Last spring, Ian Sharman, a running coach and an Altra-sponsored ultrarunner, injured his calf muscle and couldn’t run for a month. But he could still walk. That led him to put in 60 to 70 miles a week at a pedestrian pace; he even walked the full Los Angeles Marathon. The next year, at only a month back into his sport, he PRed his marathon time and came in at a stunning 2:21. Sharman credits his success to walking, which he still uses to supplement his running (even when he’s not injured).
With two months before the race, Bartels continued training much as he had been—putting in 5 to 7 miles a day—while adding a weekly long run that peaked at about 10 miles. He finished his first half comfortably in 1:28:51 and was hooked. He’s run two more in two years and improved each one, with a best of 1:25:54. “I’ve kind of fallen in love with it,” Bartels says. “After I get done with one, I feel accomplished, and I’m ready to sign up for another one.
I’ve been fascinated by the distance since my first attempt as a 16-year-old, way back in 1980. That day, I’d managed a 3:23, despite hitting the wall and stumbling home in a depleted daze. Thirty-seven years since my debut, I set that first mark as my “realistic” goal for my comeback as a 53-year-old after eight years away from the distance. I had planned on writing an account of how much easier it is now than it had been then, given how much I’ve learned. The marathon gods had different ideas.
Muck Rack makes it simple to find people, tweets, or articles that mention any name, keyword, company, hashtag etc. We've compiled this guide to help you make the most of your search.
Selecting a term
Start searching tweets, articles from media outlets, articles mentioned in tweets, journalists'
names, titles and bios with some suggested searches:
Companies or Topics (e.g. iPhone, Microsoft)
Phrases (e.g. "cloud computing") — use quotes to keep the terms together
Twitter handles (e.g. @username) — returns those who have mentioned or replied to
Names (e.g. "David Pogue")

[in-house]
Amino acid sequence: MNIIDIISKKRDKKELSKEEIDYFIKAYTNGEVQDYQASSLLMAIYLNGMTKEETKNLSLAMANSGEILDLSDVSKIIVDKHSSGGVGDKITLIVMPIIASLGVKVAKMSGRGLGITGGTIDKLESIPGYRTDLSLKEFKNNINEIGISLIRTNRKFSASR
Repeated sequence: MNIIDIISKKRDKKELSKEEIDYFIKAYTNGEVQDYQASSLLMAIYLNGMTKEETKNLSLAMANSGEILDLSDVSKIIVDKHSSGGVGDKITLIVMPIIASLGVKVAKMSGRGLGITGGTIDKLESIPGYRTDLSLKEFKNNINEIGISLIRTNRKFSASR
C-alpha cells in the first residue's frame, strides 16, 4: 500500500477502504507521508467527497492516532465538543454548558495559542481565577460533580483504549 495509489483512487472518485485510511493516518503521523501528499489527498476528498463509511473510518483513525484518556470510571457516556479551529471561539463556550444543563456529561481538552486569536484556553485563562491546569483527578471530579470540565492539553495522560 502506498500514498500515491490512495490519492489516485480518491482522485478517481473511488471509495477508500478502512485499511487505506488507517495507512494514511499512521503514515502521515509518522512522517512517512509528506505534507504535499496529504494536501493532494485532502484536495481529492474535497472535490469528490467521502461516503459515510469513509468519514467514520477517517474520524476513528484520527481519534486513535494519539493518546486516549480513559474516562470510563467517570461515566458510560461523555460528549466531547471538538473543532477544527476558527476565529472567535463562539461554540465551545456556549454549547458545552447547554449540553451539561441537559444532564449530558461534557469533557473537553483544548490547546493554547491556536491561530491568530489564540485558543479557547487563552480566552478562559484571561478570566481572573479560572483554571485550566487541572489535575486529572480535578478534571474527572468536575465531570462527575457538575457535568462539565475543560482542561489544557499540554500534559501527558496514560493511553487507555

Hashtags (e.g. #sxsw, #london2012)
Bio details (e.g. vegan, Olympics, father)
Muck Rack's Advanced Search allows for many boolean operators.
Find results that mention multiple specified terms, use AND or
+. For example, ensure each result contains both Elon Musk and Mark Zuckerberg by
searching Musk AND Zuckerberg or Musk + Zuckerberg.
Use the operators OR or , to broaden your search when you'd like either of
multiple terms to appear in results. (This is the default behavior of our search when no operators
are used). For example, results will contain either cake or cookie by searching cake OR cookie or cake,cookie
Use NOT or - to subtract results from your search. For
example, searching Disney will yield results about the Walt Disney Company as well as Walt Disney
World Resort. To exclude mentions of Disney World, search for Disney -World or Disney
When using one of these operators with a phrase, enclose it in quotation marks. For example, you can
find results about smartphones excluding Apple's iPhone 4S by searching smartphone -"iPhone
Exact case matching or punctuation
If you're searching for a brand name or keyword that relies on specific punctuation marks or capitalization, you can
find results that match your exact query by adding matchcase: before the keyword you're searching for, like matchcase:E*TRADE .
Use parentheses to separate multiple
boolean phrases. For example, to find journalists talking about having fun in Disney World or
Disneyland, search for ("disney world" OR disneyland) AND fun.
An asterisk can be used to search for any variation of a root word truncated by the asterisk. For example, searching for admin* will return results for administrator, administration, administer, administered, etc.
A near operator is an AND operator where you can control the distance between the words. You can vary the distance the near operation uses by adding a forward slash and number (between 0-99) such as strawberries NEAR/10 "whipped cream", which means the strawberries must exist within 10 words of "whipped cream".